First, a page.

Some evaluators are using this method on any offender who is referred for possible civil commitment. For example, I was just reviewing the transcript of a government expert's testimony that he uses these special high-risk norms on offenders who are referred for "an administrative or judicial process." In some cases, this amounts to heaping prejudice upon prejudice. Let's suppose that an offender is referred in a biased manner, due to his race or sexual orientation (something that happens far more often than you might think, and will be the topic of a future blog post). Next, based solely on this referral, this individual's risk level is calculated using recidivism rates that are guaranteed to elevate his risk as compared with other, run-of-the-mill offenders. This method has not been peer reviewed or published, and there is no evidence to support its reliability or validity. Thus, it essentially amounts to the claim that the offender in question is at an especially high risk as compared with other offenders, just "because I (or we) say so." 

    The admission of poor stability across samples should make it more difficult to claim that this untested procedure -- which assumes some level of commonality between the selected reference group and the individual being assessed -- is sufficiently accurate for use in legal proceedings. Given some of the sketchy practices being employed in court, however, I am skeptical that this practice will be abandoned in the immediate future.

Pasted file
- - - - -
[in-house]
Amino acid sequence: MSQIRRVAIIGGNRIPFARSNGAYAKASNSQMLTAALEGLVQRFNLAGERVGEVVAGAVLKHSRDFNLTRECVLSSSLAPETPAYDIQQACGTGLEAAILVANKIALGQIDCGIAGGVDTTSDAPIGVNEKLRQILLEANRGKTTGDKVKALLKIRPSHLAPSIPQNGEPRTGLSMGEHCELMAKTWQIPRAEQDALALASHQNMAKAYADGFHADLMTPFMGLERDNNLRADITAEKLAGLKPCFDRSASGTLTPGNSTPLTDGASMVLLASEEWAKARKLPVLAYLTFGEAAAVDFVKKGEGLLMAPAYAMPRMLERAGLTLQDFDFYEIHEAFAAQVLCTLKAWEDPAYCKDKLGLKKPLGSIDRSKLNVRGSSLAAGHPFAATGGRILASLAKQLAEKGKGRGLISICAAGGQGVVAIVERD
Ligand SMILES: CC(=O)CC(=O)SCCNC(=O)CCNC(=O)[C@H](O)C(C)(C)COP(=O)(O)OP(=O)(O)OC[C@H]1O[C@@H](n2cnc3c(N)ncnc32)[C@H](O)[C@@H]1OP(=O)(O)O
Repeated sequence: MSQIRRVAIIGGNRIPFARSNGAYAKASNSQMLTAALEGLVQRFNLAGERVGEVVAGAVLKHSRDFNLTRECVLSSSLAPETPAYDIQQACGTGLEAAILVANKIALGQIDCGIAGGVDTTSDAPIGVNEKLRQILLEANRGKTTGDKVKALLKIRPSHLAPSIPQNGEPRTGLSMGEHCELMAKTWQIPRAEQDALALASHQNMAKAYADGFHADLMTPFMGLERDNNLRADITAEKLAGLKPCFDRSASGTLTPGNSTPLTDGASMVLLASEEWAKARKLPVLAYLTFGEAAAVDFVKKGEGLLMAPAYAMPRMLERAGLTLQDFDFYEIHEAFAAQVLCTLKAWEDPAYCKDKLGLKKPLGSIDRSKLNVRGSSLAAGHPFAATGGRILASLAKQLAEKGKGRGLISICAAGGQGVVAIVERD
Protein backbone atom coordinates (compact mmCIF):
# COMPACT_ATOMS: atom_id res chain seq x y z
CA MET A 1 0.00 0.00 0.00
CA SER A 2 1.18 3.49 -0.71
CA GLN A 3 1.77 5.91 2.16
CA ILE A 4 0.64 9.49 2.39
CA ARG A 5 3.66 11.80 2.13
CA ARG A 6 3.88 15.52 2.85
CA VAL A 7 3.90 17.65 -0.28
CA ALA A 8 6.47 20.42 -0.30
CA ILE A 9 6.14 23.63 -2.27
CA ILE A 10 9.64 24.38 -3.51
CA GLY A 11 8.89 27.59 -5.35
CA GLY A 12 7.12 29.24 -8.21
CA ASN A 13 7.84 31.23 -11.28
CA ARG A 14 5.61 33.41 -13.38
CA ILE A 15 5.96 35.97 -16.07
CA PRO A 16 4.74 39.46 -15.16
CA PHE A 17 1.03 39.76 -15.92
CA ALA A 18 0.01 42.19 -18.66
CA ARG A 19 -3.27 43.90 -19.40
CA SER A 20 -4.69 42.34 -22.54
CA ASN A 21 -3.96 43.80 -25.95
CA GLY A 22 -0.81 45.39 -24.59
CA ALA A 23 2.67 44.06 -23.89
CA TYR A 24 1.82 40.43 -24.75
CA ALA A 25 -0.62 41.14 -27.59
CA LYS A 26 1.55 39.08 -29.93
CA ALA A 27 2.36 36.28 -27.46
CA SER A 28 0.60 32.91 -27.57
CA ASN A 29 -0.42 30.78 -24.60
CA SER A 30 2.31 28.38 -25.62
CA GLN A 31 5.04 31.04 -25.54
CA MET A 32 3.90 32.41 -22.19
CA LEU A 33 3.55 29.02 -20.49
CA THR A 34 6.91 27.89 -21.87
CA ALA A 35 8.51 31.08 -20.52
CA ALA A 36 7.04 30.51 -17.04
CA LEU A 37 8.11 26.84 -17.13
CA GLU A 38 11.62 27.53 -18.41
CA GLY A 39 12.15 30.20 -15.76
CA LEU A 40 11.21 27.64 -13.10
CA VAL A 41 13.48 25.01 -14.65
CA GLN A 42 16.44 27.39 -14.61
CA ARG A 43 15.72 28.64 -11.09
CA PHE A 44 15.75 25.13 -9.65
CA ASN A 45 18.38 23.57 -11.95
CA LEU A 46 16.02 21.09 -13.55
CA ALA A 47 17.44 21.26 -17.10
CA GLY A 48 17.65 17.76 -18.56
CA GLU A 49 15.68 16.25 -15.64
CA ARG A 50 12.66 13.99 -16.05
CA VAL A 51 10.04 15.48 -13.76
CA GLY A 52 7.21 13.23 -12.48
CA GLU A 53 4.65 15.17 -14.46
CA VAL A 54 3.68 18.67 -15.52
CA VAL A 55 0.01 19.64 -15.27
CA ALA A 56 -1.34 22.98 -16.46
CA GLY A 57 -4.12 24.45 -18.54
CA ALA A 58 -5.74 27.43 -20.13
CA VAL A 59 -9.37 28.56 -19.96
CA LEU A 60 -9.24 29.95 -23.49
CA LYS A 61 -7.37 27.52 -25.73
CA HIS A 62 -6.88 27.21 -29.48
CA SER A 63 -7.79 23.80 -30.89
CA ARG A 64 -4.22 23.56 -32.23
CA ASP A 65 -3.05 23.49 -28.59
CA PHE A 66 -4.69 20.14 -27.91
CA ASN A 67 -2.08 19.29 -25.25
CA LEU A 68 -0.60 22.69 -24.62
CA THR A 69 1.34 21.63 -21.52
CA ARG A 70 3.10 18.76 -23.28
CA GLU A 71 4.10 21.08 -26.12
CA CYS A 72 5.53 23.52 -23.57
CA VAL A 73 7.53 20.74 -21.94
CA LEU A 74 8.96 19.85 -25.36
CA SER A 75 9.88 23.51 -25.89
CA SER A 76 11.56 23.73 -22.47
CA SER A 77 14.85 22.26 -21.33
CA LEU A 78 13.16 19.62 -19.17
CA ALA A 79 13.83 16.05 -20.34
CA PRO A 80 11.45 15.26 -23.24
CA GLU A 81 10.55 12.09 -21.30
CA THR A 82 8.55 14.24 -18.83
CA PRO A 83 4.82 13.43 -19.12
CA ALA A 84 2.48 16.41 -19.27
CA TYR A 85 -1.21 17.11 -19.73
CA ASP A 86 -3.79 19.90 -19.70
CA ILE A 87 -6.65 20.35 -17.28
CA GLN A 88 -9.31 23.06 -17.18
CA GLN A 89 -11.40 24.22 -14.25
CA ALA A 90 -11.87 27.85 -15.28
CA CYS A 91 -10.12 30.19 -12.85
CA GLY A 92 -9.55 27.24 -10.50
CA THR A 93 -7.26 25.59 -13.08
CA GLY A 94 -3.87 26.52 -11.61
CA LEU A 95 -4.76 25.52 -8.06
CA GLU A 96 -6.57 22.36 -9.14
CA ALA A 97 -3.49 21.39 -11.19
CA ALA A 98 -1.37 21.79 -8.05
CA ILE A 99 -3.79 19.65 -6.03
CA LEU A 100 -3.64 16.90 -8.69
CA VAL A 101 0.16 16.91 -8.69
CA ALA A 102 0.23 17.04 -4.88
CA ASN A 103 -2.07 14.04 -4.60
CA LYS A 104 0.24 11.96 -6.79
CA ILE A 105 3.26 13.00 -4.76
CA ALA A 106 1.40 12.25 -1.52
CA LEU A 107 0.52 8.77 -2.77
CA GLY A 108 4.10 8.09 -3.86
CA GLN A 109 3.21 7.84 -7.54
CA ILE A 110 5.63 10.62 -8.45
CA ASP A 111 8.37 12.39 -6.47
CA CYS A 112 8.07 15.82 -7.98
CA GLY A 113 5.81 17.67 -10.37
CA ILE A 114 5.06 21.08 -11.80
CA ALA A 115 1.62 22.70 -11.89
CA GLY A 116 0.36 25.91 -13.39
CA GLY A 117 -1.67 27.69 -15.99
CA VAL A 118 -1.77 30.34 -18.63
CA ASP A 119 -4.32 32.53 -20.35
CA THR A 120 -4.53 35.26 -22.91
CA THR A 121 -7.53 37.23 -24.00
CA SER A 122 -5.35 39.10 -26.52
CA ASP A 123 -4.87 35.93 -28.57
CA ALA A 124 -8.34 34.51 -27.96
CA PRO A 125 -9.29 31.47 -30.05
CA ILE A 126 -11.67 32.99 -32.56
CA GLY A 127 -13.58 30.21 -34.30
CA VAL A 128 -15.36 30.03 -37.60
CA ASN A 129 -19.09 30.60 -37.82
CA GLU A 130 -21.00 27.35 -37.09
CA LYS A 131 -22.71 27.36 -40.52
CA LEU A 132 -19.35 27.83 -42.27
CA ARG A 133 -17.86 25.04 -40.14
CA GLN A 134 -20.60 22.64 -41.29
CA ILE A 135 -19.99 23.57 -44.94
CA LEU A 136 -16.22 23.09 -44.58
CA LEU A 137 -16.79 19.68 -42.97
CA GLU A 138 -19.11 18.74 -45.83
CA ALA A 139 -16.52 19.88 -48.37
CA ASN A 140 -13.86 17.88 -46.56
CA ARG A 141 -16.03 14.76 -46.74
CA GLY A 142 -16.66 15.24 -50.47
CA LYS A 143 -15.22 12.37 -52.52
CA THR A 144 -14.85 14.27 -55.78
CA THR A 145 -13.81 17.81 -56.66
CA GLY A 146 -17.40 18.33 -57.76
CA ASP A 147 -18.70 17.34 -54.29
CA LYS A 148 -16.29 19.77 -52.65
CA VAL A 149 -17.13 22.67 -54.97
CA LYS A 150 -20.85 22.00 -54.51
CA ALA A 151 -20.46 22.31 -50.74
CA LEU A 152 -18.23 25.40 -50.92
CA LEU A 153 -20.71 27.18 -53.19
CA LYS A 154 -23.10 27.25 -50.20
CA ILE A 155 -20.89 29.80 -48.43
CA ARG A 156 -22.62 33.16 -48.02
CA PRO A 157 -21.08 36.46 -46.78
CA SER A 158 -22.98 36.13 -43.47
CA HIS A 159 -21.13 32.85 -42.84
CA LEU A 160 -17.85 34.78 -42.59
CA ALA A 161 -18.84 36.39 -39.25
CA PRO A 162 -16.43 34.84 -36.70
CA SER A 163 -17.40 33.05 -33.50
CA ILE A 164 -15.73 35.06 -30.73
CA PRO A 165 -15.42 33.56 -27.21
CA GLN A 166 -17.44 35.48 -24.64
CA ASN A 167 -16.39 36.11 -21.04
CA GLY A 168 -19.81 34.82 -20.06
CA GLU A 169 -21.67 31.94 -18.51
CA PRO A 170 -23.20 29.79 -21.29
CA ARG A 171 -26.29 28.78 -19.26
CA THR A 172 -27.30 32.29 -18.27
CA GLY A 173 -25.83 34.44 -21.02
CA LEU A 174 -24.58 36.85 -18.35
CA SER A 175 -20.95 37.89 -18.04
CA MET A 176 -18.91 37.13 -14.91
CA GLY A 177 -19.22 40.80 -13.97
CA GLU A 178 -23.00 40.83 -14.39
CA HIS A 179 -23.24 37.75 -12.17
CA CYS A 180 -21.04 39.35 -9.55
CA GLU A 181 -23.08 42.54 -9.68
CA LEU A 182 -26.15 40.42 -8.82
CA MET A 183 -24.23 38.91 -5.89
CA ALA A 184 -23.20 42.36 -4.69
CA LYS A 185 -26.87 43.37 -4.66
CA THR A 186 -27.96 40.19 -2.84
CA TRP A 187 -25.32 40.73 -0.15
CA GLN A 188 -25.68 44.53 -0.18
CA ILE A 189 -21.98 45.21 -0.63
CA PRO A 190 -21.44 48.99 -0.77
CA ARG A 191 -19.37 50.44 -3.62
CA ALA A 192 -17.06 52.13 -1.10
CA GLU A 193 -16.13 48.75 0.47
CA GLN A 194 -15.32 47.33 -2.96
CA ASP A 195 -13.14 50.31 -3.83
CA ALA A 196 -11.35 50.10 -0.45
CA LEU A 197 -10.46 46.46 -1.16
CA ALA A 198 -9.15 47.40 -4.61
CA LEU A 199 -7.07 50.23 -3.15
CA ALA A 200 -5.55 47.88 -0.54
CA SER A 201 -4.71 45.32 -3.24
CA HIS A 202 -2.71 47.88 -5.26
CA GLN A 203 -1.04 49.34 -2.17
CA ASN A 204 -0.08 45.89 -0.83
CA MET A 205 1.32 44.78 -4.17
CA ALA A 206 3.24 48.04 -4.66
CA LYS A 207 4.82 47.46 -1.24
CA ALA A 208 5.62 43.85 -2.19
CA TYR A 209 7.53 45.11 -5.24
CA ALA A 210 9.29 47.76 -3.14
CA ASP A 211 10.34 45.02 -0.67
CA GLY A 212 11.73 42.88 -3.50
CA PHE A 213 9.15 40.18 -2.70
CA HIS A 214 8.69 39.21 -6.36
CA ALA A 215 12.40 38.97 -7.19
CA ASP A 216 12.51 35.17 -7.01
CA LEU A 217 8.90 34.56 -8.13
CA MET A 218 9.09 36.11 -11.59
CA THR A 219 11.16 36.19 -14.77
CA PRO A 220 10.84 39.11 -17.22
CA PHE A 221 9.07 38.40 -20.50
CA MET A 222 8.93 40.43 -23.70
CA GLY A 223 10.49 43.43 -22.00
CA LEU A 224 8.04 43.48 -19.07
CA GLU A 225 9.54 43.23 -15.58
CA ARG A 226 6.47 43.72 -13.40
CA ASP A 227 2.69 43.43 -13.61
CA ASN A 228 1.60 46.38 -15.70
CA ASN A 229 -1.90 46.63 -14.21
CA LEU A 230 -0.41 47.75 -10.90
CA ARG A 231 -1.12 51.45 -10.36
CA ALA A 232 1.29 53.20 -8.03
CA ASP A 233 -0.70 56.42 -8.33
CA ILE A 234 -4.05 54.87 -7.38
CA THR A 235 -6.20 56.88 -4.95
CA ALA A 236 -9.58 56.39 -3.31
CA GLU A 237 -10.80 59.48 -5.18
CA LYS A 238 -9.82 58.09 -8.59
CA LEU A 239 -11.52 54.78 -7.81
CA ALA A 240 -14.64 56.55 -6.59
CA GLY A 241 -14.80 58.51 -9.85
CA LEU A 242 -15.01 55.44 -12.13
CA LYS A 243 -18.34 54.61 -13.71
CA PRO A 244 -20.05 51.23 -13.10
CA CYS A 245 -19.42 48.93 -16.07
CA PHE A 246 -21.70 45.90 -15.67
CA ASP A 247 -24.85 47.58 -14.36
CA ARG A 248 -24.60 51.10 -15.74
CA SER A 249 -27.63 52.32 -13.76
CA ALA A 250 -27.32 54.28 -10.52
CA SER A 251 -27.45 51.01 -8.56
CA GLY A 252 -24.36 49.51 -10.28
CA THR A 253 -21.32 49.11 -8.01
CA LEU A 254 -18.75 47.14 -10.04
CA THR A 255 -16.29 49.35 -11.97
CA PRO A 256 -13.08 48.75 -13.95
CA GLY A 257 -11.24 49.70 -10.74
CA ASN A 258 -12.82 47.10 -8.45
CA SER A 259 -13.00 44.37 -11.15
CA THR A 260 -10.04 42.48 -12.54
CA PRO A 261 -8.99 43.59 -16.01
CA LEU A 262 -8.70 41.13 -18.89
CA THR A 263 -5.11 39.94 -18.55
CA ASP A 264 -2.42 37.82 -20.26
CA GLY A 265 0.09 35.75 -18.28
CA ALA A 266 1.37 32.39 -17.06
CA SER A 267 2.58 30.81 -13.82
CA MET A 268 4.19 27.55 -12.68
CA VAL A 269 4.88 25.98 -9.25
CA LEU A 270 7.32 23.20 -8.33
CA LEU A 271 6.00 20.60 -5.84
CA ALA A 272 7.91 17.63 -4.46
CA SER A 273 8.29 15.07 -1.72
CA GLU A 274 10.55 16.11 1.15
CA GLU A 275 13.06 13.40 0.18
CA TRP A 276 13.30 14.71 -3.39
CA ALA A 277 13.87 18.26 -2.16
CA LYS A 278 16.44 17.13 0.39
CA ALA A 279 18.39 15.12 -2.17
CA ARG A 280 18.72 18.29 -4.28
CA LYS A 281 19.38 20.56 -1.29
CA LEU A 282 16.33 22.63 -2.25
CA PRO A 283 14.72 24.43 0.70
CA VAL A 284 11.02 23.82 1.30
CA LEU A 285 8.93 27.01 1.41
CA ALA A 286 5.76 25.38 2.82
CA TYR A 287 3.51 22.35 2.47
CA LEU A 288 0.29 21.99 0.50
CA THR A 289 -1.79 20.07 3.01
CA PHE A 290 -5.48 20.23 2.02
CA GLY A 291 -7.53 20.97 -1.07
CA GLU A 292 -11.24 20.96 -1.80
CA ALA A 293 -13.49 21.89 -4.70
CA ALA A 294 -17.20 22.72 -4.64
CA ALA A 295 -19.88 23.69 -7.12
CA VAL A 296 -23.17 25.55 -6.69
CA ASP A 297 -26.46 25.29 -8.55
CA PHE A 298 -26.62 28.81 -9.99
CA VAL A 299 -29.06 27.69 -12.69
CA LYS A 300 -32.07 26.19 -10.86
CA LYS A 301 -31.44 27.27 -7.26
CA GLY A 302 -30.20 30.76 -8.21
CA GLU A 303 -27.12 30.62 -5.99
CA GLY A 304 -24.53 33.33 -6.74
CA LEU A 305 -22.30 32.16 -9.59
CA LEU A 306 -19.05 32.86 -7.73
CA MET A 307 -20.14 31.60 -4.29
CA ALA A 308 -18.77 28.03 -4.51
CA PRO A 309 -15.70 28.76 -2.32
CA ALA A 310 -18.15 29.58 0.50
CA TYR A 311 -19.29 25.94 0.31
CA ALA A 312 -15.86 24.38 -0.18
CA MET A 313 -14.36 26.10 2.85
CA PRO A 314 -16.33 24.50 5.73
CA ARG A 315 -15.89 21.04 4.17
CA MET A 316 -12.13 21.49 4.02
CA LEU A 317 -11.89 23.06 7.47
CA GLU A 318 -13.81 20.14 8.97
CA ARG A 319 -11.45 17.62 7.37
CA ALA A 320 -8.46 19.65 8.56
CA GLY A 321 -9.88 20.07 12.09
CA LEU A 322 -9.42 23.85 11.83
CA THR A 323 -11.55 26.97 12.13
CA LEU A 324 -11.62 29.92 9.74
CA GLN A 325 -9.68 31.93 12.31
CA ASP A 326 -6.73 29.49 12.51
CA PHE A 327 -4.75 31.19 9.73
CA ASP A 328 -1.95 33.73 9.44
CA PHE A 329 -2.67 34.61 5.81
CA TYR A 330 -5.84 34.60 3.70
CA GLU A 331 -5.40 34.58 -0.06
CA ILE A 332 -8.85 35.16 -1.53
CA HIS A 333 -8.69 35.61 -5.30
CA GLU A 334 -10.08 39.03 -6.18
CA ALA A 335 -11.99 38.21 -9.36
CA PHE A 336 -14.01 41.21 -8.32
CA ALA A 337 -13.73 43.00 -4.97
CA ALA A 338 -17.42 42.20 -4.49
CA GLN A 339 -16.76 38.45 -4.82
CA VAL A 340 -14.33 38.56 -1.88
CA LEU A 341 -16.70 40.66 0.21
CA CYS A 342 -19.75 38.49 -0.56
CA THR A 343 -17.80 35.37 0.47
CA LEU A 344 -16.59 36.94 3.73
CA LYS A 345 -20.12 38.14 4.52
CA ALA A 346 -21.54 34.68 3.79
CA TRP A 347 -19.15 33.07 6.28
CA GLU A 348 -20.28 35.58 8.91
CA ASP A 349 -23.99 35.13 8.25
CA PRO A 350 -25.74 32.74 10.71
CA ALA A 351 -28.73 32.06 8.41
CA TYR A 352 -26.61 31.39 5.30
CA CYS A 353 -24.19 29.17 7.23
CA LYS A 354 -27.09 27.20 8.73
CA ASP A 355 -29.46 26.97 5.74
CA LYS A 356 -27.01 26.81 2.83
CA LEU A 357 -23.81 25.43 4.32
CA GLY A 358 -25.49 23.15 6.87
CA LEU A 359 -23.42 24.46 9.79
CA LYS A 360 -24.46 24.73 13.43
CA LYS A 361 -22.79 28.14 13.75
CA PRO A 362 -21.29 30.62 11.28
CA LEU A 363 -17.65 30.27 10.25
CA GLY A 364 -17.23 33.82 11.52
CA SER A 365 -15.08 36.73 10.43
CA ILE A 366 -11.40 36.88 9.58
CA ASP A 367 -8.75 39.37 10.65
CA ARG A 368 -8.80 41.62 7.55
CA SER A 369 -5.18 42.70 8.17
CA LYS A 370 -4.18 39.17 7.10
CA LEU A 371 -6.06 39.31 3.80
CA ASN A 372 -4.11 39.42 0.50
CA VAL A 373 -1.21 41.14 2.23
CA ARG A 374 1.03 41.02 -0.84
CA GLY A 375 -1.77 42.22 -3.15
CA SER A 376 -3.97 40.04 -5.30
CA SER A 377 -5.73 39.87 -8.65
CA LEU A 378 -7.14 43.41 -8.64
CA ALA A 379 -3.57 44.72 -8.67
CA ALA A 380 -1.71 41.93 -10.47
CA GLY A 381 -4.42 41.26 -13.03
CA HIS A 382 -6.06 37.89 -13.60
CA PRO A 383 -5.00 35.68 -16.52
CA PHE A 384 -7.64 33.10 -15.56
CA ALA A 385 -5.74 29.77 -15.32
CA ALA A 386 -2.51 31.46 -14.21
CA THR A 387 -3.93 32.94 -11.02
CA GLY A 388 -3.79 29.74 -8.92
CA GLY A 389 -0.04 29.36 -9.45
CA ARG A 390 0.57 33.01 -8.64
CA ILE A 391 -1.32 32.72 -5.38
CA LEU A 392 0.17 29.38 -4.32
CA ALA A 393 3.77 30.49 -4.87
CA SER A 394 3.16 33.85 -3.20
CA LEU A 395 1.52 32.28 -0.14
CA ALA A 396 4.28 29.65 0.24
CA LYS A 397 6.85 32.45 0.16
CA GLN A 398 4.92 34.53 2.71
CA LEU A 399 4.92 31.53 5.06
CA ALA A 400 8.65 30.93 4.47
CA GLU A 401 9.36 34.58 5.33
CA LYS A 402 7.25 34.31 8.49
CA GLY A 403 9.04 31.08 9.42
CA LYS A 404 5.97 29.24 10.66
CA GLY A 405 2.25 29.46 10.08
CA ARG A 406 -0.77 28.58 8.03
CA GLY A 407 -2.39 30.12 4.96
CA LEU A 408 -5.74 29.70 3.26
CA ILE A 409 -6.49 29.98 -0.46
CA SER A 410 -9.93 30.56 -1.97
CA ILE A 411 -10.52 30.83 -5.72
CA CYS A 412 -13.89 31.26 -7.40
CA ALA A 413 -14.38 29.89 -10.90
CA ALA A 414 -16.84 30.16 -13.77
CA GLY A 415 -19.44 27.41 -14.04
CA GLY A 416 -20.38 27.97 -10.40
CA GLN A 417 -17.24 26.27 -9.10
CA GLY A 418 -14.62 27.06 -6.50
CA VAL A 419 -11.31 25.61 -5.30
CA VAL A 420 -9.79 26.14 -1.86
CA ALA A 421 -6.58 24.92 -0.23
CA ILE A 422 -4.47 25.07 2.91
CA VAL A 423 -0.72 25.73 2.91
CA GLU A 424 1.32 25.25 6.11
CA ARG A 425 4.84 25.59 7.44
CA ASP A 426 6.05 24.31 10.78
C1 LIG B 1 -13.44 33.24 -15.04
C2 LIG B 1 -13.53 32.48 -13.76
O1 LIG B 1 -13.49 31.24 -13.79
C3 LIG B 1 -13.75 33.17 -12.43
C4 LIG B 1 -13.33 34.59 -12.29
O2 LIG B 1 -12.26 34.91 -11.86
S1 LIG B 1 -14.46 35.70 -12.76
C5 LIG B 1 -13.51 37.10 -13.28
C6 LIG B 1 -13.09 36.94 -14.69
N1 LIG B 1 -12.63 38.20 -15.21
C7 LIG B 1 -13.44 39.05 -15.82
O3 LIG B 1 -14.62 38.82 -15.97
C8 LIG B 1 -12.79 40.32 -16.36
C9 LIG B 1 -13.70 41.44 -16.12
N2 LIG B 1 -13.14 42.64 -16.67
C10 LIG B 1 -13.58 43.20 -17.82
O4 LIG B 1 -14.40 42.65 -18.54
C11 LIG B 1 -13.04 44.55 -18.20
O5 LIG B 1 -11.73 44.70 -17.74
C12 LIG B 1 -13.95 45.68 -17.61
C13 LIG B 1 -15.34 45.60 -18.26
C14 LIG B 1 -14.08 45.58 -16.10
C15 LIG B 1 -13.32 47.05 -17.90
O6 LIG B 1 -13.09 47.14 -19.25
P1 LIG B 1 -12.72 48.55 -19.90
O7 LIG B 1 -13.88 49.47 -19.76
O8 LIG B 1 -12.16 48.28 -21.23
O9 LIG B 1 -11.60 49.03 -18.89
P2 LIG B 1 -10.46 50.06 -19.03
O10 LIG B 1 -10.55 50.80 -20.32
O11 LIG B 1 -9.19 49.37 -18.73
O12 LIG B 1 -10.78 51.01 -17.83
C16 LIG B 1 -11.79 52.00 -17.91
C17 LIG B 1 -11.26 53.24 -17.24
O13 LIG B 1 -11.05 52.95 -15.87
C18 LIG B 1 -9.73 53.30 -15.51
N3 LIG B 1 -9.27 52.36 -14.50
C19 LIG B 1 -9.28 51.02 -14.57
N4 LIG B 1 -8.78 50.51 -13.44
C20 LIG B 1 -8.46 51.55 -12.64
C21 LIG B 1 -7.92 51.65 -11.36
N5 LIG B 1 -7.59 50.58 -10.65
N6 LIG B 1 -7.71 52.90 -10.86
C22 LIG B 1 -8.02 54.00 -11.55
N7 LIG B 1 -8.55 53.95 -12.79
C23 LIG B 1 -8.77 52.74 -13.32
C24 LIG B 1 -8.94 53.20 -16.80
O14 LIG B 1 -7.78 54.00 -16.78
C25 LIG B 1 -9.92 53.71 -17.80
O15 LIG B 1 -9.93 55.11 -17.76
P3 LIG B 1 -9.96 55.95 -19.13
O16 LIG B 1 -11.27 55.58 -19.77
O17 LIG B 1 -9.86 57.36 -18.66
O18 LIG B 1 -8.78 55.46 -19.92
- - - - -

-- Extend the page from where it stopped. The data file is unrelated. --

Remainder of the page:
The article is: "Absolute recidivism rates predicted by Static-99R and Static-2002R sex offender risk assessment tools vary across samples: A meta-analysis" by Leslie Helmus, R. Karl Hanson, David Thornton, Kelly M. Babchishin and Andrew J. R. Harris. Click HERE to request a copy from Dr. Hanson. 

    August 2, 2012

    Violence risk instruments overpredicting danger

    Tools better at screening for low risk than pinpointing high risk 

    The team of Seena Fazel and Jay Singh are at it again, bringing us yet another gigantic review of studies on the accuracy of the most widely used instruments for assessing risk of violence and sexual recidivism.

    This time, the prolific researchers -- joined by UK statistician Helen Doll and Swedish professor Martin Grann -- report on a total of 73 research samples comprising 24,847 people from 13 countries. Cumulatively, the samples had a high base rate of reoffense, with almost one in four reoffending over an average of about four years.